Your Bike Isn’t Causing Hearing Loss. Riding It Is.

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Are you suffering from Noise Induced Hearing Loss? You probably are. Noise-Induced Hearing Loss can be immediate or it can take a long time to be noticeable. It can be temporary or permanent, and it can affect one ear or both ears. Even if you can’t tell that you are damaging your hearing you may have trouble hearing in the future, such as not being able to understand other people when they talk.

Causes

Noise-Induced Hearing Loss (NIHL) can be caused by a one-time exposure to an intense “impulse” sound, such as an explosion, or, more appropriate to us,  by continuous exposure to loud sounds over an extended period of time, such as noise generated by, you know, a motorcycle.

motorcycle wind noise hearing loss

Other recreational activities like target shooting, listening to music at high volume through earbuds or headphones. Harmful noises also come from common sources including lawnmowers, leaf blowers, and woodworking tools.

Lawnmower hearing loss

Sounds of less than 75 decibels, even after long exposure, are unlikely to cause hearing loss. However, long or repeated exposure to sounds at or above 85 decibels can. The louder the sound, the shorter the amount of time it takes for hearing loss to happen.  The threshold of hearing pain is about 120dB, if your ears are even a little uncomfortable, you are already experiencing sound that is damaging your hearing.

Motorcycles are loud.  On average, we are being exposed to about 96 decibels while we are riding.  Even if you are running a stock exhaust, the bike is still loud. Even in a full face helmet behind a giant windscreen, if you are not wearing earplugs you are probably still doing long-term, irreparable damage to your ears.  

Motorcycle Wind Noise Hearing Loss

Exposure to loud noises can cause tinnitus—a ringing, buzzing, or roaring in the ears or head. Tinnitus may subside over time, but can often continue constantly or occasionally throughout a person’s life.

I have tinnitus and it sucks. Let me tell you, you do not want it. I would give almost anything to be rid of it, so here are some things we’ve learned that will help you protect your hearing.

Proper Wear

First, I am continually amazed by how many people I see at the track who don’t know how to put in ear plugs.  So, just to be sure we’re all on the same page, here’s how it’s done.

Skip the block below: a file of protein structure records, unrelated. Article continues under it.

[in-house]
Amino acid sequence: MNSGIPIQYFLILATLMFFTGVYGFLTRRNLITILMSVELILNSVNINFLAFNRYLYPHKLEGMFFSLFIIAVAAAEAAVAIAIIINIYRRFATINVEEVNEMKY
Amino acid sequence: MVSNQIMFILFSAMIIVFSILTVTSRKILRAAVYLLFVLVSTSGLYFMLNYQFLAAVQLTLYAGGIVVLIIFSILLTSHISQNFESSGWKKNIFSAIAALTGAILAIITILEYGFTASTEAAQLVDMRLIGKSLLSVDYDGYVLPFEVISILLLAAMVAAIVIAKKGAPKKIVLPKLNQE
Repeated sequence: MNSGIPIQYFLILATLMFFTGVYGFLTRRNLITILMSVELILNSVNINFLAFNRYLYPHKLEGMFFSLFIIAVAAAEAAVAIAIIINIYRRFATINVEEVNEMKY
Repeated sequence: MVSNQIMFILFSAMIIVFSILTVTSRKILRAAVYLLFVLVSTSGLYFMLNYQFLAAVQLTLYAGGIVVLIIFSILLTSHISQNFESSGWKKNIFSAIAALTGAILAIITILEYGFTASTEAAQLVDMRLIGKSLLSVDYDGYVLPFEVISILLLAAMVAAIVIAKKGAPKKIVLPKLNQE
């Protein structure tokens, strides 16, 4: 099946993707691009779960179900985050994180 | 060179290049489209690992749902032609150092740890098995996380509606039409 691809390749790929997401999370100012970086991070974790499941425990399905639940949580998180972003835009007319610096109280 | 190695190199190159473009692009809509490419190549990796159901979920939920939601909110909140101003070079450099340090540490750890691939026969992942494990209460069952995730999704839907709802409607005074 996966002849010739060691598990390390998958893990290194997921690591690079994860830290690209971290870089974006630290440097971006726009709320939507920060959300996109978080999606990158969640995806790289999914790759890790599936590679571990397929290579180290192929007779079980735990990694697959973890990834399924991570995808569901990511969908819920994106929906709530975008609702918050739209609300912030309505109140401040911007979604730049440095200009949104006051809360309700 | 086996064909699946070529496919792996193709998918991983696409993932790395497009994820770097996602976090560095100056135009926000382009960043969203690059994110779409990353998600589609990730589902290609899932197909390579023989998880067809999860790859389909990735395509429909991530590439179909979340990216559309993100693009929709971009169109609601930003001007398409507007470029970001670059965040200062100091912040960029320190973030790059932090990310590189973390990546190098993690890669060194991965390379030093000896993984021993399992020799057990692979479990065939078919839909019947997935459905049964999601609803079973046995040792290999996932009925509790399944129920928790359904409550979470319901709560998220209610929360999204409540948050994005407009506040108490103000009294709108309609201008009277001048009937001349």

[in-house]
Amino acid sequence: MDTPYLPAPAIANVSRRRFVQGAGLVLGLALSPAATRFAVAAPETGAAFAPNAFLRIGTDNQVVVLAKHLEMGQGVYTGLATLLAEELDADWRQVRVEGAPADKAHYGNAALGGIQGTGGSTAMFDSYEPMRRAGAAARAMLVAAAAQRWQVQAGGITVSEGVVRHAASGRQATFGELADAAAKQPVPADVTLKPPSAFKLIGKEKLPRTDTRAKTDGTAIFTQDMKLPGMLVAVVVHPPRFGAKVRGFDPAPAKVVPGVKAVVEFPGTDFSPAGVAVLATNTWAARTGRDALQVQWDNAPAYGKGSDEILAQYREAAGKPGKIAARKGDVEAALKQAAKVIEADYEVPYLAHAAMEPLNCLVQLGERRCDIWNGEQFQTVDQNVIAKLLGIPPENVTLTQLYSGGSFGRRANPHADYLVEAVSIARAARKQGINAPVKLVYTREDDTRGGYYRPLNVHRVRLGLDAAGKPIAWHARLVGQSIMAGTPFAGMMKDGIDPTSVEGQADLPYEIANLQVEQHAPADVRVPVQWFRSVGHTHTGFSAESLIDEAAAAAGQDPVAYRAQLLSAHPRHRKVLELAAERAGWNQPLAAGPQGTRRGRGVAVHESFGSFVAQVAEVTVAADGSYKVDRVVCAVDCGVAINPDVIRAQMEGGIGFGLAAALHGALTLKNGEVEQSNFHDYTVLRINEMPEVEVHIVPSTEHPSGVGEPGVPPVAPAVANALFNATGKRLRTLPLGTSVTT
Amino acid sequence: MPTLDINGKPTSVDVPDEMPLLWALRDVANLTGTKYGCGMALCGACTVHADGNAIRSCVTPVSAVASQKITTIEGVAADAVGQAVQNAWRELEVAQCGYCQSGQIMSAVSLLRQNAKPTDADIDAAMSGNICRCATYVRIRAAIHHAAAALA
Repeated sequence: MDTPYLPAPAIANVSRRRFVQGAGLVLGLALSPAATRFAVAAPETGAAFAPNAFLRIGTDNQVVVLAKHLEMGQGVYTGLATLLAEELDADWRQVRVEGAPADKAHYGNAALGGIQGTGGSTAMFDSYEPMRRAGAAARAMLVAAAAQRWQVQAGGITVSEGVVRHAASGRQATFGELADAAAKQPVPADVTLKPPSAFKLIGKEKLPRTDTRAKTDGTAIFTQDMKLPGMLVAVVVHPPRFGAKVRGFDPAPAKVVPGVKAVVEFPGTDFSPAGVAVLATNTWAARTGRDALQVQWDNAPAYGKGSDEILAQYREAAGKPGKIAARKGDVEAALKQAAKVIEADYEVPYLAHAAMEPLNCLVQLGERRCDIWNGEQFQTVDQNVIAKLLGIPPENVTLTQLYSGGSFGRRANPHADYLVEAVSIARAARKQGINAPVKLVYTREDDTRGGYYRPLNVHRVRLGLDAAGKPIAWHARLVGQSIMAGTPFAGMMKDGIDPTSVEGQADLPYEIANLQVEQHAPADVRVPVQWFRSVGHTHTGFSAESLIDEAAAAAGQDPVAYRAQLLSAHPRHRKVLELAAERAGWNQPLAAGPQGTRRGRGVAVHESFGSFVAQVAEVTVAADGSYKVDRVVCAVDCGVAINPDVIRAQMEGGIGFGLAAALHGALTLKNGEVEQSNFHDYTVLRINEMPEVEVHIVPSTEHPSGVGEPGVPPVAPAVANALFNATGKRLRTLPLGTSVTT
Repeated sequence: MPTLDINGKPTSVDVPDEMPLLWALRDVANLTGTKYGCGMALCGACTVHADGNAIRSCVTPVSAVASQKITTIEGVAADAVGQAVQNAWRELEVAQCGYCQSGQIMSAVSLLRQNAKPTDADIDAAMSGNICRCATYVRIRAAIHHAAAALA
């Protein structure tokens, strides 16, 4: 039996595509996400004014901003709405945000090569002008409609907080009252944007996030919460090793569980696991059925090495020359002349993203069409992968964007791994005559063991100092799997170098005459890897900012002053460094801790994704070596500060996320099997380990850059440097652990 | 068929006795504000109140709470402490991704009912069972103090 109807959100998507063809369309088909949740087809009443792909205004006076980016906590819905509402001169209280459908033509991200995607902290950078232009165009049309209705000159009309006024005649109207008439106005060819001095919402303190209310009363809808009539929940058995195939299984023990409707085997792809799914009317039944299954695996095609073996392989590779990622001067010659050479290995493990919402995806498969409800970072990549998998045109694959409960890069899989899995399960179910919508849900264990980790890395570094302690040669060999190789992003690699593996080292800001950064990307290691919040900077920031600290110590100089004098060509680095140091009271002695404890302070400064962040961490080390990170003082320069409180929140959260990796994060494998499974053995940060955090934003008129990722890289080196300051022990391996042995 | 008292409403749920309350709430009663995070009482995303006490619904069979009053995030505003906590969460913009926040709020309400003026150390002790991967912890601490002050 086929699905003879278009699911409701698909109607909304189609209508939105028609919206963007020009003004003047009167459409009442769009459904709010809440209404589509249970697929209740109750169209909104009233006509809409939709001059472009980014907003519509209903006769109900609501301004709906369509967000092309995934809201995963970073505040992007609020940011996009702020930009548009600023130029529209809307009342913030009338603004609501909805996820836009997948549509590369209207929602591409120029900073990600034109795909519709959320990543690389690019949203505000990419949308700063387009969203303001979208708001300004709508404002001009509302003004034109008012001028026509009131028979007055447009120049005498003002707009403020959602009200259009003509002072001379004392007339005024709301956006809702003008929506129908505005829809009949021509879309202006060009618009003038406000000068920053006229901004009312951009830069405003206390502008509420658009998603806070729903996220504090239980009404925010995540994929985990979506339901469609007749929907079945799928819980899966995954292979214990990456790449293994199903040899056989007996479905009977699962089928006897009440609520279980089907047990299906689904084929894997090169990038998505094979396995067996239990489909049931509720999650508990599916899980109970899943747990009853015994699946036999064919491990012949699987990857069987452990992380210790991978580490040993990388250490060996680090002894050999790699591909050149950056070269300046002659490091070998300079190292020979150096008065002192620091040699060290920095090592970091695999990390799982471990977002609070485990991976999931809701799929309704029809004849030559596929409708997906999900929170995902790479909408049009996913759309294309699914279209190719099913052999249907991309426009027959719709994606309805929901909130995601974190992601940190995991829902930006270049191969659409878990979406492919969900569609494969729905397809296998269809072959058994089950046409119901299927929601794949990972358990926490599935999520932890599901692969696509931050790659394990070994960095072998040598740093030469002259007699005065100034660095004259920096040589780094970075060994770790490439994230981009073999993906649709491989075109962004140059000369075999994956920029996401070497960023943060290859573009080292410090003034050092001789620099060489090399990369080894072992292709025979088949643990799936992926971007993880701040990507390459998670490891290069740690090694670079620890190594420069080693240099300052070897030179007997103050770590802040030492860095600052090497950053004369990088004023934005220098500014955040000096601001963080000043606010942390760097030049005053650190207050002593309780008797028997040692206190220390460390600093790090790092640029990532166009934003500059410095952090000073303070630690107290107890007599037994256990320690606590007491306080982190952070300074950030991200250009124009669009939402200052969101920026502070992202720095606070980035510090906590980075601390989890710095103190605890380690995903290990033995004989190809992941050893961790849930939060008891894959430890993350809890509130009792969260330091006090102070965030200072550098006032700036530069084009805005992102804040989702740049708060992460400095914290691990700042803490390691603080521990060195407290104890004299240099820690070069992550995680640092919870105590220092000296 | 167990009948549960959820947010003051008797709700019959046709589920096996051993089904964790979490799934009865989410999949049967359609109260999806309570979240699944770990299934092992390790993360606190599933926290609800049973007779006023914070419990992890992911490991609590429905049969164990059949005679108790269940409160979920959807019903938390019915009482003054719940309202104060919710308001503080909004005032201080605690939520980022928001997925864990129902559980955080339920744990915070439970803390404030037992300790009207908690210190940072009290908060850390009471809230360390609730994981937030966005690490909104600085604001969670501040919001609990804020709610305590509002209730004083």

Step 1: roll the earplug between your thumb and first two fingers until it is roughly twice as long and about 3 to 4 mm thick. It should look sort of like a golf tee.

Proper Way to Wear Foam Earplug

Step 2: As you continue rolling the plug, reach behind your head with your other hand and gently pull backward on your earlobe with continuous force. This opens the ear canal.

Step 3: quickly insert the thinly rolled earplug into the ear canal. The idea is to get it inserted almost all the way to the eardrum, but not quite touch it.

Proper way to inset a foam ear plug

Step 4: Hold the plug in place and let it expand to fill the ear canal completely. When done properly only one or two millimeters of the plug will stick out of the ear and you should feel the plug slowly expand against the ear canal, and the world will get quiet. A little moisture, such as licking your earplug will help it seal even more completely.

Custom Formed Earplugs

A visit to an audiologist and around $50 to $100 will get you some custom made earplugs. However, our experience has consistently been that not only do these get kinda’ slimy and gross by the end of a day of riding, but they are also never quite as quiet as the foam plugs. Plus, if your weight fluctuates, how well the custom earplugs fit and seal also fluctuates.

Our Favorite Foam Earplugs

The perfect set of earplugs for you and your ear canals can be found by ordering samples from places like EarPlugStore.com. The samples are given incredibly simple names like “Just the Quiet Ones” or “Just the Little Ones”. They’re a low-risk way to try a lot of plugs and determine which fit you the best.

But pretty much all of us CanyonChasers have all landed on the same two varieties.  The Howard Leight MAX and the Howard Leight LaserLite.

The MAX are the quietest, coming in with a 33 Noise Reduction Rating, but they also put the most pressure on the inside of the ear canal so after a long day, they can get a little uncomfortable.  The LaserLites are slightly less quiet at 32 NRR but are also softer and comfortable all day, day after day on long trips.


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